China sponsors hundreds of African journalists each year to receive training in Chinese newsrooms. There, they learn China’s brand of journalism that emphasizes support for government policies rather than traditional reporting designed to hold government accountable to its citizens.
“In the spirit of the Beijing regime, journalists are not intended to be a counter-power but rather to serve the propaganda of states,” Christophe Deloire, secretary-general of Reporters Without Borders, wrote in its report, “China’s Pursuit of a New World Media Order.”
Russia takes an even more heavy-handed approach. Through its Wagner Group private military contractor, it has launched a Russian-backed radio station in the Central African Republic (CAR) that broadcasts music along with news and talk shows.
CAR President Faustin-Archange Touadéra’s Russian national security advisor, Valery Zakharov, installed two Russian public relations experts in his office to boost the president’s image.
Meanwhile, much of the CAR’s news media has taken a pro-Russian stance, giving extensive coverage to Russian actions such as donating sports equipment to a school. With no advertising to support their work, reporters in the CAR sometimes take money to write pieces favorable to the Russians, according to analyst Thierry Vircoulon, coordinator for the Observator for Central and Southern Africa at the French Institute of International Relations.
China’s media strategy belongs to its “borrowed boat” philosophy, which uses African news outlets and reporters to publish stories favorable to China.
The smaller the media market, the greater China’s influence, according to Dani Madrid-Morales, a professor at the University of Houston and expert in China’s media machinations in Africa.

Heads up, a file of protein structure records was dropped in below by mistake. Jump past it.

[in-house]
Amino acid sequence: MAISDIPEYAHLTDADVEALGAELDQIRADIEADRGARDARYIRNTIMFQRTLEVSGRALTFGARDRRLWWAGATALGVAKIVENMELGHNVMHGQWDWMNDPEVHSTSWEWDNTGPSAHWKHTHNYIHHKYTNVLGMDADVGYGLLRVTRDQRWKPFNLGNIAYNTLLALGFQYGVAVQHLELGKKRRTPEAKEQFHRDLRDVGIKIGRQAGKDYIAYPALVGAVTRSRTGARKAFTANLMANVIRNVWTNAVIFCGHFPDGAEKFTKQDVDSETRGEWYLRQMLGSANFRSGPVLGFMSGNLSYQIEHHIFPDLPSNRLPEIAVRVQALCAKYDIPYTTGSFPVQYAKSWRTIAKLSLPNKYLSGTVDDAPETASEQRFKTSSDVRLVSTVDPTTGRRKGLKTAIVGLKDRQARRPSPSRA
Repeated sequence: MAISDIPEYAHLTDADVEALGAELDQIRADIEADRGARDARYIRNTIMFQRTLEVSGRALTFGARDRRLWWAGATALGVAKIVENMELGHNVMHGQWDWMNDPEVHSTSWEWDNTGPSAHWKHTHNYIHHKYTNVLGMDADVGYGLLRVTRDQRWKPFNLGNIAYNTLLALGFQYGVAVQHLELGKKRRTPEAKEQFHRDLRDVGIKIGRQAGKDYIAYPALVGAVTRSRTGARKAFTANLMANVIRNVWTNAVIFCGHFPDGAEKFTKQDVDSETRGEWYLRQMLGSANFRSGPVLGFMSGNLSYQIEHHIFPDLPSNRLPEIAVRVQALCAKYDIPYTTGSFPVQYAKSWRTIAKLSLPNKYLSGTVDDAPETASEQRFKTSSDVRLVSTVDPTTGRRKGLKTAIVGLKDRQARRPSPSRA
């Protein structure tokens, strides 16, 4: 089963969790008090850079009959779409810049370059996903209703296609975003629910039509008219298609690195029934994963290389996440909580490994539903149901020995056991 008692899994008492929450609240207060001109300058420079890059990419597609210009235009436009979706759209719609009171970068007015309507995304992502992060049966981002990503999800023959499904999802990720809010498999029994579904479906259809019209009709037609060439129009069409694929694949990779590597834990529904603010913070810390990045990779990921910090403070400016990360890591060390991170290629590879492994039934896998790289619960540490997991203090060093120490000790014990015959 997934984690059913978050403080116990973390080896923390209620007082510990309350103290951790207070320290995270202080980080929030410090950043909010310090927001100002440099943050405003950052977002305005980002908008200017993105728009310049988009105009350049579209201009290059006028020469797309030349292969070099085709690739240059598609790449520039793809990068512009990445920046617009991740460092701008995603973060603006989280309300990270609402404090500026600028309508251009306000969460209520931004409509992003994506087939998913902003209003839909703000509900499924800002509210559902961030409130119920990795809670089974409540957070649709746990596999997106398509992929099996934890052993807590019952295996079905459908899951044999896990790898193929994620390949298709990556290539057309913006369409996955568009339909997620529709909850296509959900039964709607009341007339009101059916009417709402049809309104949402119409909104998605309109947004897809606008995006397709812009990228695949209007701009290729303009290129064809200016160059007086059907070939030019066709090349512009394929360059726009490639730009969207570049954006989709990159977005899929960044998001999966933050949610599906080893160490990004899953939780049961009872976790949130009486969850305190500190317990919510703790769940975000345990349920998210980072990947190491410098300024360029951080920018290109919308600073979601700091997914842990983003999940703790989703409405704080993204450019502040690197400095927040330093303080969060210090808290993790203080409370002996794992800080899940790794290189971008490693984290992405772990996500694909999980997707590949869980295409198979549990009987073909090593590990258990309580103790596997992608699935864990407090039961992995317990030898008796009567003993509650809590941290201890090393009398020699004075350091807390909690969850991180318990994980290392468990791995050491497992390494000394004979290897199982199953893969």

“What China has been able to do is establish these relationships at the personal level,” Madrid-Morales told ADF. “By creating these links at the personal level, China helps gate-keep what information goes out.”
That, he said, creates a form of censorship more subtle than internet shutdowns or legislative control: self-censorship by media outlets that soften coverage to avoid losing financial support and favorable reporting by journalists trained to avoid challenging those in power.
South Africa’s IOL media network recently was sold to a group with Chinese investors. Soon after, the network’s Western-trained editors were replaced with editors more favorable to the Chinese model. When columnist Azad Essa criticized China’s treatment of its Uyghur minority, he lost his position the next day.
“I had, it would appear, veered into a nonnegotiable arena that struck at the very heart of China’s propaganda efforts in Africa,” Essa later wrote in Foreign Policy.
What does the future hold for freedom of expression within Africa’s media and online communities? Overall, the trend is toward more restrictions, according to Kian Vesteinsson, an analyst at Freedom House.
“Unfortunately, internet freedom has declined across Africa in recent years,” Vesteinsson wrote. “At a high level, challenges to democratic transitions in countries like Ethiopia and Sudan have sharpened the decline of internet freedom in those countries.”
Omojuwa said Nigeria’s Twitter blackout proved an embarrassing failure but could inspire imitators elsewhere as more Africans find their voices on the internet.
“I think a lot of governments on the continent are looking at how Nigeria pushed Twitter around,” he said. “Nigeria got away with it.”
The impact of restrictions on free expression will be detrimental to democracy, he said.
“If the people don’t have the ability to speak, what’s the point of democracy?” Omojuwa said.
Comments are closed.